It's one of those things that I think, once you take a pottery class you begin to understand the process and how much work goes into it. I would say for me I allow about an hour that doesn’t include glazing an all of the other things. I don't know how to quantify timing but essentially I'll take they clay, wedge it up, get all the air bubbles out, throw in on the wheel, let it dry, sculpt the boobs, and I just keep going over it, to smooth it out and repeat. Then make the handle and trim it down and polish them off. Every batch I do I have damages. So for every batch I make there is sure to be a cracked boob or one that splits, then I will fire them and glaze them, I try to allow about an hour-ish per mug!

What do your friends think?

They just thought it was really silly and pretty typical of me. You know, I have no problem going for a nudie swim, getting my boobs out kind of thing, so my friends were just like "Huh, Classic Georgia." But then friends start reaching out like 'Oh, can you make one for this friend and that friend' and the circle just started widening over the years, now we are here. It's funny how that sort of happens.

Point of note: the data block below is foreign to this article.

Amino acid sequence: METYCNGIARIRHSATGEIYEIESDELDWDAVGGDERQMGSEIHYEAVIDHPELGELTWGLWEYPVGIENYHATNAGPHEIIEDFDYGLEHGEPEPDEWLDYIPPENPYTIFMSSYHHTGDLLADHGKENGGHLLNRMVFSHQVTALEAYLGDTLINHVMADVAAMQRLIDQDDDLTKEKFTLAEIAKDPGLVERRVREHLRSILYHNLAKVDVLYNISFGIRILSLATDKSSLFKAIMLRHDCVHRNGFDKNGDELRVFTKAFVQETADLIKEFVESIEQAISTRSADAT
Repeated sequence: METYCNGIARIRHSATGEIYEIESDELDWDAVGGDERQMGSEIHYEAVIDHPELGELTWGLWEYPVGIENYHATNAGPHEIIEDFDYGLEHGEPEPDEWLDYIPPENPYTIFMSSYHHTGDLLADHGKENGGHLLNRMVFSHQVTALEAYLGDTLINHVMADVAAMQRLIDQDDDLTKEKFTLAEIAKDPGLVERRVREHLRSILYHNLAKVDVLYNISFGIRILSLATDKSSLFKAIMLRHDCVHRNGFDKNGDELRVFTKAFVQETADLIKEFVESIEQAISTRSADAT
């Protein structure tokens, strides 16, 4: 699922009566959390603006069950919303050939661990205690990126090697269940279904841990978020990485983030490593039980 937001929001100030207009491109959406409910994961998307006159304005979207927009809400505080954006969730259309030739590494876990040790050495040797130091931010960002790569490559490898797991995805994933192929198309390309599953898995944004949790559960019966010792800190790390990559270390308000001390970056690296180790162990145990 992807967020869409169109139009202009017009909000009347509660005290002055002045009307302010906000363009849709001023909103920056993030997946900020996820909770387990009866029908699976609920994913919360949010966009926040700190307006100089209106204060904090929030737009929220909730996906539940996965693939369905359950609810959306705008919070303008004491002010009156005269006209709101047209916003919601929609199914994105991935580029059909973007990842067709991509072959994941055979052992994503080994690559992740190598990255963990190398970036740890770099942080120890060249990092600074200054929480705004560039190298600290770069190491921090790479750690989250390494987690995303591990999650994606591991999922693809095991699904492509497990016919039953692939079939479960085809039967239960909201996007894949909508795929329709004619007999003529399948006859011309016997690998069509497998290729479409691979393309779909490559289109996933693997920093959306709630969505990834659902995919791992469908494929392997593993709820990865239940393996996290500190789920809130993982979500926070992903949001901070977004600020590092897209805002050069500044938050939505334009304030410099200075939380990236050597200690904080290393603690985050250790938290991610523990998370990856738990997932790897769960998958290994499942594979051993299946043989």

You have had such a positive response what do you reckon is the magic of the boob mug:

Sometimes I think I am too close to it to see what people objectively see but the responses I get from people are so beautiful. I just think people find their own meaning, so it can be so diverse, I just feel they are normalising, it's liberating and its just fun, and beautiful. People have been sculpting nudes since the beginning of time so its not exactly an original idea but I think in this day and age where there is so much censorship and so much politicising womens bodies, I think it's sometimes just as simple as just a nice pair of boobs on a mug, it's normal. I don’t know, people can be so negative towards womens bodies and I like the idea that it challenges that.